A Cooperative Approach to Supply Chain IntegrationBy Alberto Robles | Thu, 03/11/2021 - 13:00
Without a doubt, Mexico has an excellent reputation in terms of manufacturing capabilities. It’s no secret that we have a very capable labor force at a competitive cost that makes our country a great option to establish manufacturing facilities. That is the case of the automotive, aerospace, medical devices and electronics industries, among others.
When we refer to the aerospace industry in Mexico, we need to acknowledge a series of factors that represent an important challenge for sustainable, long-term industry development. One of the things that I have learned in my current position is that, in fact, we are not very competitive when we talk about cost.
Competitiveness should be evaluated from a total landed-cost perspective, and that’s where we fail. Even though our geographic location is privileged, the lack of supply chain integration in Mexico affects our ability to be cost competitive in the marketplace. What this means is that as a country, we do not have all the required processes to fulfill an order as an integrated solution; we need to source all those capabilities from abroad, which necessitates that our parts cross geographical borders, sometimes up to five or six times. In this particular example, logistics costs directly affect the cost competitiveness that we may have achieved.
Access to raw materials at a competitive cost with adequate lead times and the absence of certified special processes are common problems that we face in our country. One of the challenges with raw materials is that only big companies, such as OEMs and Tier 1s, have enough leverage to access more competitive costs; however, the majority of the suppliers in Mexico are small and medium enterprises (SMEs) that do not have the scale to get a good deal from vendors of raw materials. This situation eventually translates into non-competitive quotes that push the sourcing teams to procure what they need from other, better-integrated regions.
Typically, OEMs and Tier 1 companies sign long-term agreements with raw-material vendors that enable their suppliers to access preferential pricing. This pricing helps them become more competitive. However, not all the big companies are willing to sign these deals, especially when there are other best-cost regions with the right strategies in place to support the industry, including access to cost-competitive raw materials.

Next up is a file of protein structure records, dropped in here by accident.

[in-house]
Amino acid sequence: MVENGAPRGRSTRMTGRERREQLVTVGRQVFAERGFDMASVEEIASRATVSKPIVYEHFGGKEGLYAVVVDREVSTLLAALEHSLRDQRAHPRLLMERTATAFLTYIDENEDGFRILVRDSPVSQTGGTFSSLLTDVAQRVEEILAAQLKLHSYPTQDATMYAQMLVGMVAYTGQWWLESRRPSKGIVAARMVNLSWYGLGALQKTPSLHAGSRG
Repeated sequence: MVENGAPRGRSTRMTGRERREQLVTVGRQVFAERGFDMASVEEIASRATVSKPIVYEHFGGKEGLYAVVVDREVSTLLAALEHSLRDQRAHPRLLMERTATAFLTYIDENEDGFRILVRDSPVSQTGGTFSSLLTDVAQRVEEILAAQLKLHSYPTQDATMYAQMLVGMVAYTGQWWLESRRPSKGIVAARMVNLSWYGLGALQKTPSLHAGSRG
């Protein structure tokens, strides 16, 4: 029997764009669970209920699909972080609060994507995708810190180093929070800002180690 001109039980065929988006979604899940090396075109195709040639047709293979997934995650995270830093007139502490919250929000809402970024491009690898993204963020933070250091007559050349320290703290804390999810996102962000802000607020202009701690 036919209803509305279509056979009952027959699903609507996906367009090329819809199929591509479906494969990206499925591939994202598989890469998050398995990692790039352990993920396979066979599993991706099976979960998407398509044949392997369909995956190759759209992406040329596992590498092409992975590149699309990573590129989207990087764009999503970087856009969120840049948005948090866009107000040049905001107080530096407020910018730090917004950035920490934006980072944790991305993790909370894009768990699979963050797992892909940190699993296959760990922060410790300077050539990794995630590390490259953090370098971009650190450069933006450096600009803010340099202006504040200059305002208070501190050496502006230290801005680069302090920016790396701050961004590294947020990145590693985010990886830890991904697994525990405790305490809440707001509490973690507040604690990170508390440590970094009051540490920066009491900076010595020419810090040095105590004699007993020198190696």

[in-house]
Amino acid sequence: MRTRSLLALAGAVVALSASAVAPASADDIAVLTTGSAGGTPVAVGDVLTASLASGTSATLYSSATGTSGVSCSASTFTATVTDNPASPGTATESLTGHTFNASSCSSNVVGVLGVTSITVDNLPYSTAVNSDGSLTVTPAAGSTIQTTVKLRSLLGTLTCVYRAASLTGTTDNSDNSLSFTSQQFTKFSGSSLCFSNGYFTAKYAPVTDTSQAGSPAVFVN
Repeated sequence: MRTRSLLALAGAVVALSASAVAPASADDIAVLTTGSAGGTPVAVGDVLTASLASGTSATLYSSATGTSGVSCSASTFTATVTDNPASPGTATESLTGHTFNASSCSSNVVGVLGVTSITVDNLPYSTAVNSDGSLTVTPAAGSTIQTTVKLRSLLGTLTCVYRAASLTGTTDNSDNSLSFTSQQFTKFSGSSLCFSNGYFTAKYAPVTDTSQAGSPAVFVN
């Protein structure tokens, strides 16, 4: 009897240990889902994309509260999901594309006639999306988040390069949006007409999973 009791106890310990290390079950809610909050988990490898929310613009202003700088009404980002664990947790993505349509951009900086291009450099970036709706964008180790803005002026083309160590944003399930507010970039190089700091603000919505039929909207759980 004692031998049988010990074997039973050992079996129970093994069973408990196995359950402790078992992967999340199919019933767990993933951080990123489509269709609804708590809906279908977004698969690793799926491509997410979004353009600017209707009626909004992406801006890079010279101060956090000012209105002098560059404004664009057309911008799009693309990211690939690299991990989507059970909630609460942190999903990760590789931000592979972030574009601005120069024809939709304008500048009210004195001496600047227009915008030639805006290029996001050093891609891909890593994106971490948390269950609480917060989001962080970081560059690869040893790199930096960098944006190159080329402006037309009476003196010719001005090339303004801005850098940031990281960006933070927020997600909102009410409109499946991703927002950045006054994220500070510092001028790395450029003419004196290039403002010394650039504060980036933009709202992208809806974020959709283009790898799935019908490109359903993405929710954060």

In the case of Mexico, I think we should develop a nationwide raw materials strategy that effectively enables the SMEs to be more competitive in terms of cost and delivery times. In my opinion, this effort would accelerate the growth and development of our aerospace industry.
The other challenge that we face is that we do not have enough qualified companies for special processes, heat treatments and other secondary processes, such as certified welding capabilities. In the last few years, I have observed several players in the Mexican ecosystem starting to vertically integrate some of these critical capabilities. This sounds great for these companies because they improve their competitive position in the marketplace but there isn’t enough critical mass of vertically integrated companies to accelerate the development of the industry. This could be an interesting approach if companies pursuing this path were willing to offer these critical capabilities to the whole industry.
I truly believe that the right approach should be more cooperative rather than competitive. In fact, we should be cooperating locally while competing globally with other best-cost regions but in reality, it seems that the exact opposite happens: we compete with our neighbors across the street and collaborate with companies outside Mexico to be able to offer an integrated solution.
It is clear to me that we need to drive a mindset shift. I strongly believe that if we worked together as one team, we would be able to create better supply chain integration opportunities. Aerospace clusters in Mexico are critical to achieve this purpose because they have the ability to lead the change in their respective regions while connecting with others. We could use one region for special processes while using a different region for hardware manufacturing. The leadership of these clusters, but also their willingness to coordinate efforts with the other regions, would definitely set the conversation in the right direction.
It would be ideal for each region to be fully integrated but it makes more sense to leverage the strengths of each region and put them together so we can be in a better position to compete globally while collaborating locally. This is the only way I can see to speed up the development of our industry if we want to compete with developed economies and other best-cost countries.